With little warning, J. Cole announced Nov. 17 plans to release his third studio album, "2014 Forest Hills Drive." A mere three weeks later, on Dec. 9., Cole said there would be no singles and no videos prior to the album's release. He wanted the focus to be on the music.
Cole's ambitious plan — a 360-degree turn away from the normal hip-hop promotional playbook — worked beautifully. His album has been widely praised, and Tuesday brought news that he moved 361,000 copies in the first week of sales, easily placing him on top of the Billboard 200 charts.
In a HuffPost Live roundtable Tuesday, three guests — RESPECT magazine editor-in-chief Datwon Thomas, Philadelphia radio personality Layla St. Clair and Duke black popular culture professor Mark Anthony Neal — dissected Cole's place among hip hop's elite and how he's differentiating himself from his peers.
"What's amazing about this new recording is that he handles all the production. When everybody in hip hop got to have a guest and a whole posse on the track, it's just J. Cole," Neal said. "When you see that performance he did on David Letterman the other night, that's one of the most amazing live performances of a hip-hop artist that you'll see, particularly in this particular moment in time."
Cole has not only made headlines about his music, but also his activism, as he participated in some of the Eric Garner protests in New York a couple weeks ago. He also played that memorable performance of his Mike Brown tribute song, "Be Free," on Letterman last week.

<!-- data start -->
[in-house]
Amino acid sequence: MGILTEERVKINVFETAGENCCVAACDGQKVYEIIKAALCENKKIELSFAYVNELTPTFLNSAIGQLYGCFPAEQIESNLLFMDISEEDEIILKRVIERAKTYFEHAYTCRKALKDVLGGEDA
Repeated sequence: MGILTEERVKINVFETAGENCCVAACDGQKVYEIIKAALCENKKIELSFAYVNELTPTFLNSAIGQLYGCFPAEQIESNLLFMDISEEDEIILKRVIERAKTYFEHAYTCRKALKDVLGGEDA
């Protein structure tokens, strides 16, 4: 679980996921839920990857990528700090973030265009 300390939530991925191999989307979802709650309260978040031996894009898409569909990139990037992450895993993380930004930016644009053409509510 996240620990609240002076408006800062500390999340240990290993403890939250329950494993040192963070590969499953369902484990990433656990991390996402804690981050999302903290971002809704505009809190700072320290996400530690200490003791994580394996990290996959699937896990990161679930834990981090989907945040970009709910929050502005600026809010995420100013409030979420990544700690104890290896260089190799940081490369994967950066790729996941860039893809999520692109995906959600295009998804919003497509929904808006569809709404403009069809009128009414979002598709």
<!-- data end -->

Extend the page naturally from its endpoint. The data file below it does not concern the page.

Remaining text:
"The timing is perfect," Thomas said. "He's speaking on a lot of things that I think a lot of the kids in his generation are going through right now. But it's also a really good way to see how hip-hop artists are just throwing the music out there, even if it is a major-label release."
Among the so-called "new age" rappers, Cole is part of a trio at the top, along with Drake and Kendrick Lamar. Most would argue the latter two — with Drake as the commercial hit factory and Kendrick as the lyrical mastermind — have a leg up on Cole. Neal disagreed.
"I think right now, a lot of folks see J. Cole as kind of being in Kendrick's shadow, but I think 10 years down the road, when we take accounting of what this period in hip hop has been, J. Cole's going to be right there," he said. "If not right next to Kendrick, then a little bit ahead."
"FHD" is Cole's third studio album, following his wildly successful sophomore effort, "Born Sinner." The latter was released on the same day as Kanye West's "Yeezus" and has outsold West's record.
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